Amid all the moaning and groaning about the lackluster American economy, outmuscled of late by China, remember this: We’re not broke yet. We still have enough money to buy bugs.
Bug business is booming in America, thanks in part to the US Postal Service, which, like Noah, ships most everything that creeps and crawls upon the Earth. But mail-order bugs are just the start. At the garden center, we buy mealworms to feed wild birds. We buy butterflies to release at weddings. We buy bees to pollinate our gardens. We even buy bugs to eat other bugs.
In doing so, we think we’re getting back to nature, getting chummy with the land and the earth spirits, but it’s like a package of “all-natural cigarettes.” Technically, yes, they’re natural, but they will kill you anyway. The sale and distribution of insects, while not as patently harmful as the sale and distribution of fried Oreos, is troubling to anyone paying attention to the giant crashing through the forest, leaving nothing behind but a trail of crushed beanstalks.
The giant, yes, would be us. And while overfed warblers and confused butterflies aren’t destroying the ozone, their manipulation at the hands of benevolent overlords, the human race, contributes to what Massachusetts author Elizabeth Kolbert calls “reshuffling the earth’s biota.”
In her new book “The Sixth Extinction,” Kolbert catalogues the ways in which modern species are dying, from golden frogs of Panama to the little brown bats of New York state. But the cataclysm is not just that animals and plants are dying out, but also that they are moving, relocated to strange and often inhospitable environs by humans, with forethought and without. “The process of remixing the world’s flora and fauna, which began slowly, along the routes of early human migration,” Kolbert writes, “has, in recent decades, accelerated to the point where in some parts of the world, non-native plants now outnumber native ones.”
Animals, too, are turning up in places you wouldn’t expect them, and the outcome of forced relocation is rarely good. This is why the North American Butterfly Association begs brides not to release migratory monarchs as part of their nuptials. The butterflies get all confused, like a man on the interstate with a malfunctioning GPS. If you must be married in the presence of butterflies, you can hold your ceremony at the Butterfly Place in Westford.
Because insects are not puppies — in fact, in certain industries, they are known as “pests” — the bug business benefits from a liberal spray of euphemism. Horse owners, for example, order non-segmented roundworms to help control flies, fleas and maggots. But not really. They’re “beneficial nematodes” according a promotional brochure I received in the mail. To control pets on their crops, farmers can order “pirate bugs.” Who doesn’t want a dashing pirate bug in their garden?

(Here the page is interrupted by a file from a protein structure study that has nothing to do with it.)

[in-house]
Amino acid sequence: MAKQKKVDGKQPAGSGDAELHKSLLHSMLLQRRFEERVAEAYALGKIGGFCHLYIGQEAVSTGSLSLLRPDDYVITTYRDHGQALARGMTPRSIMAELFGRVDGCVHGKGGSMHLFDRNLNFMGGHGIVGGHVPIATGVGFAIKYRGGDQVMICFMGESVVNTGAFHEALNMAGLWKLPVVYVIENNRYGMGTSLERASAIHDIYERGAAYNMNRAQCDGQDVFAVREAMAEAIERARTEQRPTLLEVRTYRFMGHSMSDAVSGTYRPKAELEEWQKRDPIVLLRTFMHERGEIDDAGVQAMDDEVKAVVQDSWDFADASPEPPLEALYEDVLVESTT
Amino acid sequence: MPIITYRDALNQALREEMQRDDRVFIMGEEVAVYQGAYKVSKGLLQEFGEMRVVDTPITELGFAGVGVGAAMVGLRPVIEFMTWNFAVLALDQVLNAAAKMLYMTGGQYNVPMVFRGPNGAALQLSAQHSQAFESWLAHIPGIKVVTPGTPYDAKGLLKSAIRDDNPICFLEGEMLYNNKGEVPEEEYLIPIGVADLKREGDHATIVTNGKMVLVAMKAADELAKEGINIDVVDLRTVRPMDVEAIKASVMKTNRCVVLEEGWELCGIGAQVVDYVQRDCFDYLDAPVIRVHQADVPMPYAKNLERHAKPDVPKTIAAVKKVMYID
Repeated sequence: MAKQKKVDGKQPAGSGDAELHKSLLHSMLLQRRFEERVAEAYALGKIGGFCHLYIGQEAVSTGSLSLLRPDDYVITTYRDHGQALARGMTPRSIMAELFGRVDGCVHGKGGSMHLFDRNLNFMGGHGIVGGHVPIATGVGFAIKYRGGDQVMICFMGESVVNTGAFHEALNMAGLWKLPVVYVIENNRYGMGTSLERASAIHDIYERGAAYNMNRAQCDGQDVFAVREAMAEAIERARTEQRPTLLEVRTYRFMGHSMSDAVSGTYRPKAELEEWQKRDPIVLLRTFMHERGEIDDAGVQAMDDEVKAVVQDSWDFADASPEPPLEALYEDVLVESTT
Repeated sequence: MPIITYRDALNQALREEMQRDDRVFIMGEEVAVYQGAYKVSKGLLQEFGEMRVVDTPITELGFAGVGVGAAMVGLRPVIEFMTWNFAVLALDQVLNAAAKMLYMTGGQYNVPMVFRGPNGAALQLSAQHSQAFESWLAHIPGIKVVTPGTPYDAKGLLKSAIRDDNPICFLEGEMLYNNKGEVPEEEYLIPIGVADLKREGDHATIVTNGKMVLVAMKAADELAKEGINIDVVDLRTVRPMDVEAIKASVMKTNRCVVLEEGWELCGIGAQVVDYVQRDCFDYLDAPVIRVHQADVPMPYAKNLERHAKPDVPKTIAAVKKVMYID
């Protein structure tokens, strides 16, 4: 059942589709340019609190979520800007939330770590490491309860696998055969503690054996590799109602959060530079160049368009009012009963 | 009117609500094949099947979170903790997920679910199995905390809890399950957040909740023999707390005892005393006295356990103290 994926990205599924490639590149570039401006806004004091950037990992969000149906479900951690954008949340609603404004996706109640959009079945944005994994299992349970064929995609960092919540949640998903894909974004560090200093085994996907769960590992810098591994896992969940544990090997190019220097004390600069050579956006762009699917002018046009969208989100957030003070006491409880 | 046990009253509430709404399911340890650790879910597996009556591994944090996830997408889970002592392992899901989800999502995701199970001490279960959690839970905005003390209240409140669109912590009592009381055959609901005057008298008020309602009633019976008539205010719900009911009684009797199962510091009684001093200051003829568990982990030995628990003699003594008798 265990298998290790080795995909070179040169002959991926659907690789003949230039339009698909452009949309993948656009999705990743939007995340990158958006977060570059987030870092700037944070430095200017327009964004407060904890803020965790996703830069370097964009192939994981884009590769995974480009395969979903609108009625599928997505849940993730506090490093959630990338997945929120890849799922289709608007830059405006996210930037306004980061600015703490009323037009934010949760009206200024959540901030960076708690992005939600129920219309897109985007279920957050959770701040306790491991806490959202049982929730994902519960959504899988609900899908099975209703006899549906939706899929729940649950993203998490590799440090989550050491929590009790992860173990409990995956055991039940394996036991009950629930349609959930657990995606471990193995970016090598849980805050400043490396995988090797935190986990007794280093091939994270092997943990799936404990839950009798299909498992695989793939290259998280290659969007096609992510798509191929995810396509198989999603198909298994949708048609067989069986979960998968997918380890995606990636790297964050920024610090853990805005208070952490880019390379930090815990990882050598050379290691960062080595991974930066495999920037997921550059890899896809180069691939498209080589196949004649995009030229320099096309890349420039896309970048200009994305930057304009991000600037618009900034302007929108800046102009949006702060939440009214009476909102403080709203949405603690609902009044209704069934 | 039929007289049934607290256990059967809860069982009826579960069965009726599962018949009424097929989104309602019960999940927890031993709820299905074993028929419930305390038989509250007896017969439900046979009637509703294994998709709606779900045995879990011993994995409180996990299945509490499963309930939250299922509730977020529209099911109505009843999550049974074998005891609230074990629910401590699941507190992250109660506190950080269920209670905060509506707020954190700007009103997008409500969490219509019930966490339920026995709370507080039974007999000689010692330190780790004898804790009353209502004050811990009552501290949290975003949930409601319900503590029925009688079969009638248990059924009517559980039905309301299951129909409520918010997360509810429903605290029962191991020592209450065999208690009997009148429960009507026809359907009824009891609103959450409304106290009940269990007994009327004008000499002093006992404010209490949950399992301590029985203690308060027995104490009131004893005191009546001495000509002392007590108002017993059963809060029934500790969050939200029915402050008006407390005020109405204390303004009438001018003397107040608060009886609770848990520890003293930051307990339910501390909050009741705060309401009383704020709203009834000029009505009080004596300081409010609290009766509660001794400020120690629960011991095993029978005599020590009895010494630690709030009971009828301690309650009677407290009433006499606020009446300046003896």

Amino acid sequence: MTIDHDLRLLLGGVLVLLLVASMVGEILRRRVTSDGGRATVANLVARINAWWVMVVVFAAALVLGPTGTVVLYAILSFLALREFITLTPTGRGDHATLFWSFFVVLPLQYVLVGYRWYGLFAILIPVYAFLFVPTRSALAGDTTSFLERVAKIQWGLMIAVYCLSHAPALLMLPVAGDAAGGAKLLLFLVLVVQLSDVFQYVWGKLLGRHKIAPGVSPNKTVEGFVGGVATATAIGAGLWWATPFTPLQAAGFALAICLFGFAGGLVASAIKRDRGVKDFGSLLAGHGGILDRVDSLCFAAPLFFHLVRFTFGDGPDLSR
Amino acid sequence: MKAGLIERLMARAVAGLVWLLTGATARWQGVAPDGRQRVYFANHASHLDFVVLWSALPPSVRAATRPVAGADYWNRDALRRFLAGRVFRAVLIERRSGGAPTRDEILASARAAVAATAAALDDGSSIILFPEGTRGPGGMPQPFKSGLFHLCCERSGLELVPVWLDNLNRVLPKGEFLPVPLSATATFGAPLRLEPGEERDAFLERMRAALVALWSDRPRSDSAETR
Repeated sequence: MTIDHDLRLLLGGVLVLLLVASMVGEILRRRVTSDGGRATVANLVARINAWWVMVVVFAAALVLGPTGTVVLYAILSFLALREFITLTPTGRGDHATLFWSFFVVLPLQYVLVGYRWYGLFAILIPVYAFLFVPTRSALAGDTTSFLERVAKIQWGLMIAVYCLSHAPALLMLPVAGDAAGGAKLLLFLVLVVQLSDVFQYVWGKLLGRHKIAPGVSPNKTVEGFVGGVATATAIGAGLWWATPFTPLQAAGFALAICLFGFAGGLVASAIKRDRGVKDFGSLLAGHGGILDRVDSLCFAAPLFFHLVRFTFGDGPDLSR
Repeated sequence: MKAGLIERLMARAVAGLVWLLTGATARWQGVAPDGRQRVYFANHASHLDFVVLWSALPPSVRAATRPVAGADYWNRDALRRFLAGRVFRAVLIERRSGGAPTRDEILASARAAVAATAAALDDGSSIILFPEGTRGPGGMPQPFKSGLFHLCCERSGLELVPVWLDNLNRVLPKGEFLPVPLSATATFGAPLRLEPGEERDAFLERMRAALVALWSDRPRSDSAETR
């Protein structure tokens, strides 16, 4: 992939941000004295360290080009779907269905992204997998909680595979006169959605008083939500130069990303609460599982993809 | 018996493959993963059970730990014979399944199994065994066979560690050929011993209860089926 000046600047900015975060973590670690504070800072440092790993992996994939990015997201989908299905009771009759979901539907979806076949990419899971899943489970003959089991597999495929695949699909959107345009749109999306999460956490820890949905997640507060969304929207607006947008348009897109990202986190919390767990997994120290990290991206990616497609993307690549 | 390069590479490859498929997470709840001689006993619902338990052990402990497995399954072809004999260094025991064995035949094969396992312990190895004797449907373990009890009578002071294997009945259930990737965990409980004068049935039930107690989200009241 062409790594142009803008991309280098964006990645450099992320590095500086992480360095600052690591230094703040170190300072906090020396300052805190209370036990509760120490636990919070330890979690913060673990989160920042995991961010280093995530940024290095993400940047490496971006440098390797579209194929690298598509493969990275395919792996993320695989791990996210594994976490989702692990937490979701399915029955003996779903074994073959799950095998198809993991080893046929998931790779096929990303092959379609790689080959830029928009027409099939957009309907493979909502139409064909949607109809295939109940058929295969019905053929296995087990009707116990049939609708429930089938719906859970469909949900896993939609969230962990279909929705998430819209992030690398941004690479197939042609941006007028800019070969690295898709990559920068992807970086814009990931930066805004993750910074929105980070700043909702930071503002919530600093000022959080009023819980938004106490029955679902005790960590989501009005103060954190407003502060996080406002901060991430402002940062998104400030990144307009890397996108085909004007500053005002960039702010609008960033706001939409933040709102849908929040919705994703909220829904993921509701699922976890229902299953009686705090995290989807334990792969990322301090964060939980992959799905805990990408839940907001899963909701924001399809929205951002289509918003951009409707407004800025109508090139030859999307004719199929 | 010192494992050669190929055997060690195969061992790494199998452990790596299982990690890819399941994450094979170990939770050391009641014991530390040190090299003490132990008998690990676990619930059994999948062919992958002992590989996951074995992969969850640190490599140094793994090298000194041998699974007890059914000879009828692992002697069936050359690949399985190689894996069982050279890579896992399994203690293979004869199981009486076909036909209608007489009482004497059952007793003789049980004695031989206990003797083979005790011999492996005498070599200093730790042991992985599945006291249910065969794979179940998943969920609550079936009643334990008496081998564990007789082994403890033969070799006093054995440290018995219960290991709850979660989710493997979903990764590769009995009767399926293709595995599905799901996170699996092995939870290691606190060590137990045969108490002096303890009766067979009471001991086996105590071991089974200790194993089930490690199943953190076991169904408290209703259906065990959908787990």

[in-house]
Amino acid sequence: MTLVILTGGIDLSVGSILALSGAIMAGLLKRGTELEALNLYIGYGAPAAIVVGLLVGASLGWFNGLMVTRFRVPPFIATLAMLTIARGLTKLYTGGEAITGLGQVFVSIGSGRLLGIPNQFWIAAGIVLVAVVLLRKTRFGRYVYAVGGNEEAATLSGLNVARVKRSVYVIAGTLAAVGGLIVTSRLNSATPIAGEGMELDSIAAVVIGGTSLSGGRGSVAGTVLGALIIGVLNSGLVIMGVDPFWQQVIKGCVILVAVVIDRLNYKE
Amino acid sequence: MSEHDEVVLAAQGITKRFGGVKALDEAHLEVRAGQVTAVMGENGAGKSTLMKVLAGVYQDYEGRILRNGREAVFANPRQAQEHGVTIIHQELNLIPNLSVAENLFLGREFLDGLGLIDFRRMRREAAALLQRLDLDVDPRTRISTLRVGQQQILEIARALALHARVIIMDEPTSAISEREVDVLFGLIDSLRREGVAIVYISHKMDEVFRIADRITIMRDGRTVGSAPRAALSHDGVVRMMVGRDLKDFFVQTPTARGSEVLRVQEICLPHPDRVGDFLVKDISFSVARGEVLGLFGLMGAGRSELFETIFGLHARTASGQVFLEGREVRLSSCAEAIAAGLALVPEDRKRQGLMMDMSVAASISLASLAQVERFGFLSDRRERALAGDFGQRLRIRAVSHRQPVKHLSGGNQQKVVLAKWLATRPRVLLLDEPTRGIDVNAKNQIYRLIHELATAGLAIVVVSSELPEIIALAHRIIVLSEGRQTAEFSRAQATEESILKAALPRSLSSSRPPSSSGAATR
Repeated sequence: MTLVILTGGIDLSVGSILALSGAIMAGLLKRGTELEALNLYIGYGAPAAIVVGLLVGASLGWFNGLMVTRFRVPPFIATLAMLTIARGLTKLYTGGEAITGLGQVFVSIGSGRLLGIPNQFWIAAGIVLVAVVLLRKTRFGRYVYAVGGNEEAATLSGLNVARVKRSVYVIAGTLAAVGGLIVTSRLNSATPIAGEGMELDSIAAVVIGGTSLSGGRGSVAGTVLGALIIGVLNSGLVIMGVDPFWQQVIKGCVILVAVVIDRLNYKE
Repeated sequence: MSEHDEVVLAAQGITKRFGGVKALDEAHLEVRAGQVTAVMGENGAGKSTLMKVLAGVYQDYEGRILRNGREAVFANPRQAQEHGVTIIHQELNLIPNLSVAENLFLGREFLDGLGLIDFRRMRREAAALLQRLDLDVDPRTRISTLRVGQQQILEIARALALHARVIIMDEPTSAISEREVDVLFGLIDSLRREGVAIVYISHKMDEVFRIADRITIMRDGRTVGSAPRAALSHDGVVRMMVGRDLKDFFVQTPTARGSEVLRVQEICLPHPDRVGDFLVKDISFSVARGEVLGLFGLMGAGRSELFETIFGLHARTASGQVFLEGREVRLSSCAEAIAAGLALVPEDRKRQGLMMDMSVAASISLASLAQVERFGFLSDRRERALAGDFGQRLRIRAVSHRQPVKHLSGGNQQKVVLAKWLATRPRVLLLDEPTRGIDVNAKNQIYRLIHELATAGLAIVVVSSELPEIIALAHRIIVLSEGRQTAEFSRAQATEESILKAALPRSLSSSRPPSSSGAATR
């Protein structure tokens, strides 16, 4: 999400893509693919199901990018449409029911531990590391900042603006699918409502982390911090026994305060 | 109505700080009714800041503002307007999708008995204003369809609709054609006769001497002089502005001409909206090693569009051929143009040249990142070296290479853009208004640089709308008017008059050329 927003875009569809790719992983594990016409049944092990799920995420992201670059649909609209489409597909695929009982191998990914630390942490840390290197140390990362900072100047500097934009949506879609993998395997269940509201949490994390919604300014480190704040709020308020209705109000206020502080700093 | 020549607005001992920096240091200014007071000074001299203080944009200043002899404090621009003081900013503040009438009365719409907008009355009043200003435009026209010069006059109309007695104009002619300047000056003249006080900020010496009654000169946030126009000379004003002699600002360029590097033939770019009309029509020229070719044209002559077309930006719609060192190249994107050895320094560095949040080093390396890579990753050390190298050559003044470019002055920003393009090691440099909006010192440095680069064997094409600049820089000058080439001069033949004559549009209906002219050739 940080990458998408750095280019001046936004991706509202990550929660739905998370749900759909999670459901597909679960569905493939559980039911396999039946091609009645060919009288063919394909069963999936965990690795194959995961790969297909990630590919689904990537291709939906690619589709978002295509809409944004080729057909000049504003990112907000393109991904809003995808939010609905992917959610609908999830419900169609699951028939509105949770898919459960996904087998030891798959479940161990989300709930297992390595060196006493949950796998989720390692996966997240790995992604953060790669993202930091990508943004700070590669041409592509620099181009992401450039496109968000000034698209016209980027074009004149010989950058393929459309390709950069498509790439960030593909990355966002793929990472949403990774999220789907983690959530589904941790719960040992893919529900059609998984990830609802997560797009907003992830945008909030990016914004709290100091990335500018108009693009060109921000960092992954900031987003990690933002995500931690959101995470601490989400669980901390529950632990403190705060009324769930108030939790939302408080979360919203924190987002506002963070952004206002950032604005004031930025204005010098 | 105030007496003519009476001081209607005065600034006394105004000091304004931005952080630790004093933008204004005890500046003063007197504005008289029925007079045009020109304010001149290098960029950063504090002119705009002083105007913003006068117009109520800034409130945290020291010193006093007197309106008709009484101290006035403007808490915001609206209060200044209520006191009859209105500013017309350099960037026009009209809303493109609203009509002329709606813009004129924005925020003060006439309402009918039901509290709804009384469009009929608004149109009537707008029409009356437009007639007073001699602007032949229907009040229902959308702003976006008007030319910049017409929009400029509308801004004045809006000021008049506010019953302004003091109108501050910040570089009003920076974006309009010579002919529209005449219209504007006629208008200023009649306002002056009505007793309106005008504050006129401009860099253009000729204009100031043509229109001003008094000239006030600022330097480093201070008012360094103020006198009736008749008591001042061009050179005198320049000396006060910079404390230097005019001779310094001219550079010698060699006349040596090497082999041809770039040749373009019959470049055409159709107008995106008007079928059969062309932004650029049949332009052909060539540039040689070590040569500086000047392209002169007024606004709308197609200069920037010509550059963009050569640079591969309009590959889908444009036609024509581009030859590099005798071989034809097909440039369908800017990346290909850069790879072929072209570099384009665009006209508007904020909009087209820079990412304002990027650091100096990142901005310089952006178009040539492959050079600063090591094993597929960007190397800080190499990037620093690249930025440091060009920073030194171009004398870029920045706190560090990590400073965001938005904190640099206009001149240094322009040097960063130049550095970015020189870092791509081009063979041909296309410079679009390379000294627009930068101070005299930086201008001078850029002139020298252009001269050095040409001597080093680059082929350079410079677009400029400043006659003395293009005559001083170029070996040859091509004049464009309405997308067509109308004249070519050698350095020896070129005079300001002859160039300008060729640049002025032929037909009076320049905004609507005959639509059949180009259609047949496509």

The truth fares poorly in insect marketing, which is why no ads say, “What springtime occasion is not enhanced with an infestation of small, dotted beetles that bite?”
Instead, “Celebrate with ladybugs!” exhorts the catalogue of Arbico Organics, an Arizona company specializing in bugs by mail. “Ladybug celebrations are great for the environment, fun for friends and family, and make your event unique and extra special!” Anyone who’s ever tried to rid a room of ladybugs will be considerably less enthused. (Tip: vacuuming works; scented candles not so much.)
Any fretting over mankind’s meddling in nature, of course, assumes a judgment that everything breathing has a PETA-given right to exist. This runs counter to our cherished judicial system, which holds that our right to operate in the world extends only to the point at which we start harming others; after that, we can kill you or lock you in a cell. All justice-loving people, therefore, should look skeptically at efforts to preserve the ancient traditions of pythons and alligators, even if we sing along, with moist eyes, to “Circle of Life” from “The Lion King.” Humans are altering the earth, yes, as even kind-hearted giants do. But the only remedy is a vast immobility that looks something like death. Maybe that will be the planet’s retaliation.
A memory is stirred, of the classic children’s story of ecology and the food chain. A revision for our time is in order:
There was an old lady who purchased a fly. I don’t know why I purchased a fly. I think we’ll all die.
Jennifer Graham writes regularly for the Globe. Follow her on Twitter @grahamtoday.